allows scraping data through the Twitter-Stream API. The dataset used in the present Research Project was collected by applying this approach, see Section 4.1 for more details. 2.4 Static geographic versus dynamic mobility data To offer its service Foursquare has to provide one of the most extensive point of interest (POI) databases (besides Google Maps) with exact geo-locations and a fine-grained hierarchical category system, which is a valuable source of (static) geographic information. Foursquare datasets not only allow to find out about places and number of check-ins, but also provide temporal data as subsequent check-ins can be seen as user movement/mobility. Following [6], a differentiation of static geographic (spatial) data and dynamic mobility (temporal-spatial) data will be used in this paper. 3 Related Work 3.1 The Site Selection Problem in economics The selection of sites for new businesses has been researched in business administration and land economics for at least 50 years now (for example see [2, 1]). The proposed approaches range from simple checklists, scoring models following an economic rationale to more complex statistical models. However, as Hernandez and Bennison (2000) [3] point out, despite the existence of such models in practice most business owners take their retail location decisions based on intuition and gut feeling, seeing site selection more as an "art" rather than a science. Other reasons are the prohibitive costs and the time it takes to acquire all the necessary data for the models. 3.2 Application of Network Science to the site selection problem In his seminal work [5, 4], Jensen analysed the distribution of retail store locations in the city of Lyon (France). The main rationale of his work is, that the deviation of the empirical distributions of retail store locations from a purely random distribution, which by definition is non-interacting, allows to infer the interaction of retail store activities and by this gain a deeper understanding of the principals governing the structure of their locations. Points in the two-dimensional geographic space represent retail stores/venues of a particular category, for example "Coffee Shop", "Restaurant", "Shoe Shop", et cetera. One can be interested in the interaction of points between themselves (for example "do coffee shops open next to each other or do they avoid each other?") or with other points ("open coffee shops next to restaurants or offices?"). Tow different coefficients to quantify both of the above mentioned interaction relations respectively are introduced: The intra coefficient and inter coefficient of categories.
Given points of the two different categories A and B, then one has Nt sites, of which NA are of type A and NB are of type B. For a given site S the total number of other sites within a radius of r around this site is denoted by Nt(S, r). The number of sites of type A and B is denoted by NA(S, r) and NB(S, r) respectively.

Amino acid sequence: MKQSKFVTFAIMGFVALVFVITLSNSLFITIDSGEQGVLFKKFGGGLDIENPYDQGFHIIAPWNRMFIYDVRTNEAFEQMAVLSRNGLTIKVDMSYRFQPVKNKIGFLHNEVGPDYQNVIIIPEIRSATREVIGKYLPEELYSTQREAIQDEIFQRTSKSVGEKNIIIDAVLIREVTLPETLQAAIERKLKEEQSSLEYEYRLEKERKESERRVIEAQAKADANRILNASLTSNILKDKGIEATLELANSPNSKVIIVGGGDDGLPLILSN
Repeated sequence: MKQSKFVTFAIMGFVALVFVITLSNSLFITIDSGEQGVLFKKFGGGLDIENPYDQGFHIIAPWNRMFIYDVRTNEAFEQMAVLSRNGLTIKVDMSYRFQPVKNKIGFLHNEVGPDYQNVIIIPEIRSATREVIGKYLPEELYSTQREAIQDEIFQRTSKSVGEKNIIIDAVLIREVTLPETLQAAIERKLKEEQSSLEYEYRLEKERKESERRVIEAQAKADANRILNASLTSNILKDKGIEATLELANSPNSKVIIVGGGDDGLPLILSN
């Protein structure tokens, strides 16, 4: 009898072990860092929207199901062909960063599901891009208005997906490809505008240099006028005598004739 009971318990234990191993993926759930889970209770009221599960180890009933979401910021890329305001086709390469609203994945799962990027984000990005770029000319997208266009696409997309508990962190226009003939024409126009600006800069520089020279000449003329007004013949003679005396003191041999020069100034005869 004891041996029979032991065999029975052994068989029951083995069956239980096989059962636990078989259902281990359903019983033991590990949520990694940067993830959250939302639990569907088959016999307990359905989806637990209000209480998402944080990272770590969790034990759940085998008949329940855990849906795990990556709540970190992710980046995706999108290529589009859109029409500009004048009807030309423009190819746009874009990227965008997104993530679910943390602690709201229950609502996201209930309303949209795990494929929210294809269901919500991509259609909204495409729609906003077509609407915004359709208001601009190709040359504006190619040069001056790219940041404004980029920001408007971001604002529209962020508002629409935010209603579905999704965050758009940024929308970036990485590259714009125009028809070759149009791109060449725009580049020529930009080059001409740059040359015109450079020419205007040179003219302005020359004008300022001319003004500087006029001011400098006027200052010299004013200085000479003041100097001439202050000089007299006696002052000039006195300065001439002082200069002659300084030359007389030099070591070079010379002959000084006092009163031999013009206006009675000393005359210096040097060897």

Intra Coefficient The intra coefficient measures the distribution of retail stores of category A around retail stores of the same category ("how is the spatial distribution of other coffee shops around a coffe shop?"). Following the reference law, which is a pure random distribution, the local concentration represented by the ratio NA(Ai, r)/Nt(Ai, r) of stores of type A around a given store of type A should, in average, not depend on the presence of this last store, and should thus be (almost) equal to the global concentration NA/Nt of stores of type A in the whole town. Any statistical significant deviation of this distribution represents a structural pattern of retail store placement, that is captured and quantified by the following intra coefficient:
MAA
=
Nt - 1 NA(NA - 1)
NA i=1
NA(Ai, r) Nt(Ai, r)
The expected value of the intra coefficient is 1, which leads us to deduce the following qualitative behaviour: If the observed value of the intra coefficient is greater than 1, we assume that A stores tend to aggregate, whereas a lower value would indicate a dispersion tendency.
Inter Coefficient The definition of the inter coefficient is very similar to the one of the intra coefficient. However, this time the average spatial distribution of type B points in the local surrounding of type A points is compared to a uniform random distribution ("are coffee shops more frequent around restaurants than elsewhere in town?"). The deviation of a random distribution is quantified by the following inter coefficient:
MAB
=
Nt - NA NANB
NA i=1
NB(Ai, r) Nt(Ai, r) - NA(Ai, r)
As the expected value of the inter coefficient is 1 again, we can deduce the following qualitative behaviour: If the observed value is greater than 1, we assume that A stores have a tendency to attract stores of type B, whereas a lower value indicates a rejection tendency.